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Colorado Law Protects the Rights of Minority Shareholders

June 8, 2023 | 5 min read
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Minority shareholder protection is a key component of Colorado commercial law. If you are a minority shareholder in a “closely held corporation” in Colorado, it is important to have a complete understanding of your rights.

Burg Simpson Law Firm can help if you are facing shareholder oppression. Our attorneys are well-versed in minority shareholder protection and other disputes commonly encountered in business. Call 303-792-5595 today for a FREE and confidential case evaluation.

What Is a Minority Shareholder?

In Colorado, a shareholder is defined as follows:

“‘Shareholder’ means either the person in whose name shares are registered in the records of a corporation or the beneficial owner of shares to the extent of the rights granted by a beneficial ownership certificate … and is on file with the corporation.”

Colorado Revised Statutes § 7-101-401(30)

A minority shareholder is any person who (a) owns less than 50% of the shares in a corporation, and (b) does not have a controlling interest in the business. In spite of this, minority shareholders have rights that are protected by law. Minority shareholder protection is especially important in closely held corporations.

What Is a Closely Held Corporation?

Per Colorado law, a closely held corporation (or, more properly, a “closely held entity”) is a business owned by no more than three people (see Colo. Rev. Stat. § 13-1-127). They are private corporations, which means their shares are not listed on any stock exchange and the shares are not actively traded by securities brokers.

Shares in closely held corporations are typically owned by members of the family behind the business and/or individuals closely connected to the firm. For a corporation to be considered “closely held,” only a minimal number of shares can be owned by outside investors.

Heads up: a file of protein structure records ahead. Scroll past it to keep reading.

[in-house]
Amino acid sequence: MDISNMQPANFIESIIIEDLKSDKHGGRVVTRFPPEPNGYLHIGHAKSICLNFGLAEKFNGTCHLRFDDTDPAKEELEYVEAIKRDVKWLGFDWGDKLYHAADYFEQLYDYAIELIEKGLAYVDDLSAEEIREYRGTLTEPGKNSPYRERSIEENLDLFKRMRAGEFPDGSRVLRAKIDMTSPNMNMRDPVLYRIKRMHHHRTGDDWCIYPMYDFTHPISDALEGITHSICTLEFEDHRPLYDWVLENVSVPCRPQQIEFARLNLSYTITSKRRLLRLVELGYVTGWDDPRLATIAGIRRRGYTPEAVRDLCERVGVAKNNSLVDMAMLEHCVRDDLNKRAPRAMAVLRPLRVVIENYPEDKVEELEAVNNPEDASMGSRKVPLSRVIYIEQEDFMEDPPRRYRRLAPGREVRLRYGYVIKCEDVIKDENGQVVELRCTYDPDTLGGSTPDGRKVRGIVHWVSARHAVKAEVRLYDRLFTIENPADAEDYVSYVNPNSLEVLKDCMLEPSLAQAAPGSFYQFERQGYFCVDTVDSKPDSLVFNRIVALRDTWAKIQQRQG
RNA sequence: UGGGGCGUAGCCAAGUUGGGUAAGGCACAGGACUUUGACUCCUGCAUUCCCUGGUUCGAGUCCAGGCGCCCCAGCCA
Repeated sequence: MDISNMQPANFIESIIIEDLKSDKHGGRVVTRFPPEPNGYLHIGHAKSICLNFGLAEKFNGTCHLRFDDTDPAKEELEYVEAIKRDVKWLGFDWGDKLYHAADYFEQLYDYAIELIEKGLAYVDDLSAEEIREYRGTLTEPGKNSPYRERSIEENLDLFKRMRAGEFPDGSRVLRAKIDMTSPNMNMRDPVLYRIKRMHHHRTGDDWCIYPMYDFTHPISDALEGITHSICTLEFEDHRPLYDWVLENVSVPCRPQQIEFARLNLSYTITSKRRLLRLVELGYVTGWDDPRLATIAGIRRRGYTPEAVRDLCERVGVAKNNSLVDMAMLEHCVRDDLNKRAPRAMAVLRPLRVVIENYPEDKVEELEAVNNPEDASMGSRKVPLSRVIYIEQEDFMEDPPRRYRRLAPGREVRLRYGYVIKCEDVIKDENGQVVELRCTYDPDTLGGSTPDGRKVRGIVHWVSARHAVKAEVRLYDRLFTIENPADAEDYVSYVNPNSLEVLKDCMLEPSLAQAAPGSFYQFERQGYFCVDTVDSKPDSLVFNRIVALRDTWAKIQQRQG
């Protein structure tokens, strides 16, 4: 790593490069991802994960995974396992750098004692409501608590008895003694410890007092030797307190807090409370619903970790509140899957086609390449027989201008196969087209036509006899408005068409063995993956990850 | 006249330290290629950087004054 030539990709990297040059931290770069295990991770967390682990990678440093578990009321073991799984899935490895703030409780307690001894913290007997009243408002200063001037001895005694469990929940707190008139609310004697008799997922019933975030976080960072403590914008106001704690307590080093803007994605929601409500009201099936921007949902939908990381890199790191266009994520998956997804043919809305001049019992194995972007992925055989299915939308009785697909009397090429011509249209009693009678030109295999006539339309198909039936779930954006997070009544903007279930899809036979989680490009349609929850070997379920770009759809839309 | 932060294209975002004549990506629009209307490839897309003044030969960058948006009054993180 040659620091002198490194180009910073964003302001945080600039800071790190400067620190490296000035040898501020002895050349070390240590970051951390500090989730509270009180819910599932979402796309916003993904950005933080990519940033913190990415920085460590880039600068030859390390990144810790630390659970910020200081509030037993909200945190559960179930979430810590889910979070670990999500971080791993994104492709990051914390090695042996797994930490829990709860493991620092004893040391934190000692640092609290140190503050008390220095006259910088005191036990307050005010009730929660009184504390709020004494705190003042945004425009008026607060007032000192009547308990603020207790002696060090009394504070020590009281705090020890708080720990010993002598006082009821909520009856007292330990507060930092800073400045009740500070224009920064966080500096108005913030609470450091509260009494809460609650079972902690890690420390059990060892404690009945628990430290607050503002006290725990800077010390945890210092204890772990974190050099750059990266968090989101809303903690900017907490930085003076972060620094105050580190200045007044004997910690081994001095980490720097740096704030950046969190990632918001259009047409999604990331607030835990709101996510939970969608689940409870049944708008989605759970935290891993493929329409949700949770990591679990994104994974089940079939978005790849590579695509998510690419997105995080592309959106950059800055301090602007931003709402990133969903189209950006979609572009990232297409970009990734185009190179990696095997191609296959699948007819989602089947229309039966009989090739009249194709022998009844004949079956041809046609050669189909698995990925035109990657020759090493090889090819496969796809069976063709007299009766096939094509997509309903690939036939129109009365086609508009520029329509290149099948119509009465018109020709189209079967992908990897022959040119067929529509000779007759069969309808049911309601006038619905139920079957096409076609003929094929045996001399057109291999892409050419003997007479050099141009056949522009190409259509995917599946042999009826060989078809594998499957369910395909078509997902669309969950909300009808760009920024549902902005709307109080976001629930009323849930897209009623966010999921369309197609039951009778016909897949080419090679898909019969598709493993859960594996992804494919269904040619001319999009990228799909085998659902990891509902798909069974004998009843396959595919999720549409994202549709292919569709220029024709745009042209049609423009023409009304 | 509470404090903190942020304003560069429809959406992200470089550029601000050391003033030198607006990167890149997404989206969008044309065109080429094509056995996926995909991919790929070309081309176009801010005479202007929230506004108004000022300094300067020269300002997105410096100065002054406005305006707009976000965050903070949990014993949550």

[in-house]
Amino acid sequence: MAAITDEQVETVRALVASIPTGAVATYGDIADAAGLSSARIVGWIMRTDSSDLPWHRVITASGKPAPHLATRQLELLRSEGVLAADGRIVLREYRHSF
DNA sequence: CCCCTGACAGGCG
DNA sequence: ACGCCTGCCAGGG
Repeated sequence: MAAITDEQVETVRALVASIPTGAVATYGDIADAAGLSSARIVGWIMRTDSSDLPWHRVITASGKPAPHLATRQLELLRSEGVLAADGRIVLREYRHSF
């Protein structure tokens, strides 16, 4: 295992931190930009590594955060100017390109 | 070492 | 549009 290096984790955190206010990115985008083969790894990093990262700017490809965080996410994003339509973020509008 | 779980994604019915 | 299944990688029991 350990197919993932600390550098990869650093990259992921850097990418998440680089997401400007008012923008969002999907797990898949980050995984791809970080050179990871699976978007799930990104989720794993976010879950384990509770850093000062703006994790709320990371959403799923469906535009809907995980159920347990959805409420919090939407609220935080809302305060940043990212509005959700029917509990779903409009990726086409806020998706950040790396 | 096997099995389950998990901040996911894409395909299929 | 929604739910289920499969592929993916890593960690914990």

Closely held corporations may be classified as LLCs, S corporations, or C corporations. IRS regulations state that a company providing professional services cannot be a closely held corporation.

Because closely held corporations only have a few owners, the actions of majority shareholders may have an unduly adverse effect on minority shareholders. Minority shareholders have rights, too, and it is important to understand what legal recourse you may have if your rights have been violated.

What Is Minority Shareholder Oppression?

Oppression refers to the denial or violation of a minority shareholder’s rights. This occurs when one or more majority shareholders take actions that are contrary to the best interests of the minority shareholder(s).

Examples of minority shareholder oppression include:

  • Preventing access to the corporation’s books, accounting records, shareholder communications, etc.
  • Withholding vital information about the company from minority shareholders
  • Failure to distribute dividends fairly
  • Inflating compensation for majority shareholders at the expense of minority shareholders
  • Wrongful termination of a minority shareholder’s employment
  • Excluding minority shareholders from management decisions, meetings of the corporation, etc.
  • Barring minority shareholders from corporate property
  • Trying to force a minority shareholder out of the company

Corporate officers and directors (including majority shareholders) have certain responsibilities under Colorado law. These include:

  • An obligation to act in good faith
  • Discharging one’s duties with the standard of care owed to all shareholders
  • Acting in a manner believed “to be in the best interests of the corporation” (see Colo. Rev. Stat. § 7-108-401)